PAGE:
How to Protect Your Child against Medication Poisoning

Your prescription medications may do wonders for your wellness, but you may be putting your child’s wellbeing at risk. This is according to a new study, published in the June 3rd online edition of Paediatrics, which found that, the number of adults being prescribed medications has risen, the number of children being accidentally poisoned by prescription drugs has also grown.

The research ream examined data from the National Medicare Surveys to find out which medications were most commonly prescribed to adults, and then compared this to the National Poison Data system’s information on child poisonings. According to Lead researcher Dr. Lindsey Burghardt, from the division of emergency medicine at Boston Children’s Hospital, ‘We found between 2000 and 2009 [that] rates of paediatric exposure to adult medications were increasing.’

Over 60,000 children are evaluated in emergency departments for “unintentional medication exposures” every year. Of these children, 12% end up hospitalised. Doctors are trying to do more to prevent this damage to family wellness, but, as Burghardt explains, ‘Despite all these precautions that have been put in place to try to prevent these poisonings in kids the problem persists. In fact, the number of poisonings has been increasing.’ Clearly, you need to take medication safety into your own hands.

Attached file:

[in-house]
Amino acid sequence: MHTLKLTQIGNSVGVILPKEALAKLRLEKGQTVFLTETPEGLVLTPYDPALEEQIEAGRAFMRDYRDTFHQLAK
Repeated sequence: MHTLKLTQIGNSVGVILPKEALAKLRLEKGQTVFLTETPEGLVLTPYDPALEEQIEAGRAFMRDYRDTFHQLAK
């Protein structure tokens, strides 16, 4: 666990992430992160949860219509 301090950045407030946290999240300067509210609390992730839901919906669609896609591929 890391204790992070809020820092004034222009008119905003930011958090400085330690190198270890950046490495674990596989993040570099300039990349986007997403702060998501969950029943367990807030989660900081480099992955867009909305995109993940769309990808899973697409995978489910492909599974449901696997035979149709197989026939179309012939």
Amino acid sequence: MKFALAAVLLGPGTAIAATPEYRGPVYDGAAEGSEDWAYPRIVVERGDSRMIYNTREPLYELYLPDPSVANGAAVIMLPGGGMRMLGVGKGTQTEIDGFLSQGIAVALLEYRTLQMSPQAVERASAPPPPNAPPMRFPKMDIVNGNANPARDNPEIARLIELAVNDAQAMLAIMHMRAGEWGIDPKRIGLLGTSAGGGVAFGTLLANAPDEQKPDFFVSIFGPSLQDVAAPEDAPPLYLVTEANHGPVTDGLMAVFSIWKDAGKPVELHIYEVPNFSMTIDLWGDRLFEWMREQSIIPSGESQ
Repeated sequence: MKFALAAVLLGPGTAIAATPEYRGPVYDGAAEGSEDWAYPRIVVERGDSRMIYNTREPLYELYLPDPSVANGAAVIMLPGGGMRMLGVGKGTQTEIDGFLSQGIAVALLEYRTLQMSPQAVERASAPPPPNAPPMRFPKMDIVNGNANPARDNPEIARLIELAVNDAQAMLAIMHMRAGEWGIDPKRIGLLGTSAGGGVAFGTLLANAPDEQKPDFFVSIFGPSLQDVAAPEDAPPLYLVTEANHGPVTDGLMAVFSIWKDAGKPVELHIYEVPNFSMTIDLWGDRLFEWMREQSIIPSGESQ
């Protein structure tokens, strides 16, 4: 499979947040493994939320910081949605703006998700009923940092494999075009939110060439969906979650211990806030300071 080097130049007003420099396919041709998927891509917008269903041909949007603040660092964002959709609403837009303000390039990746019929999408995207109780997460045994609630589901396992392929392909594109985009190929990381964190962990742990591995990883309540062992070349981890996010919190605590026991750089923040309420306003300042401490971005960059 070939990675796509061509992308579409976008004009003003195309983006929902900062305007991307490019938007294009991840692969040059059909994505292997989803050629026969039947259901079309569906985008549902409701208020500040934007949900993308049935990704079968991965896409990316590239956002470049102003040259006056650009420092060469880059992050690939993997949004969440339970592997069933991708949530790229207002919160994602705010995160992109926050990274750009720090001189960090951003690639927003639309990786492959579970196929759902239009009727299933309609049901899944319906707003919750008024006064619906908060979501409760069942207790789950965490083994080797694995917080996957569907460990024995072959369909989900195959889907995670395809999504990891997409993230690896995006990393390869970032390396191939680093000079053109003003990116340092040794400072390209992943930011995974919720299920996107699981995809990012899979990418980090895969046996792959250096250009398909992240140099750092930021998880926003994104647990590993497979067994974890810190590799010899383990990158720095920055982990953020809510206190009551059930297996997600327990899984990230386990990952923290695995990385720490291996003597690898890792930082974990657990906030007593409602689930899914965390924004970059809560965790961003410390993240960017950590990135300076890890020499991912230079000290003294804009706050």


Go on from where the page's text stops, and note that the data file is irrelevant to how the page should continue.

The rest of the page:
In partnership with PROTECT, the Centres for Disease Control and Prevention (CDC) have outlined six things that all parents should do to protect their children:

1. Keep your medications in a place your children can’t reach, even if they stand on a chair.

2. While it’s more convenient to leave out medications if, for example, you have a painful injury that makes it hard for you to move, you still need to put medicine away every time you use it.

3. Always double check that the safety cap is locked.

4. Educate your children about medication safety, the health risks of taking someone else’s medication, and how they should never take medicine by themselves.

5. Ask any house guests to practise medication safety.

6. Be prepared in case of an emergency. The NHS Direct 24 helpline is 0845 4647 or 111 – make sure you have it written down next to all your landline phones and programmed into all your mobiles.

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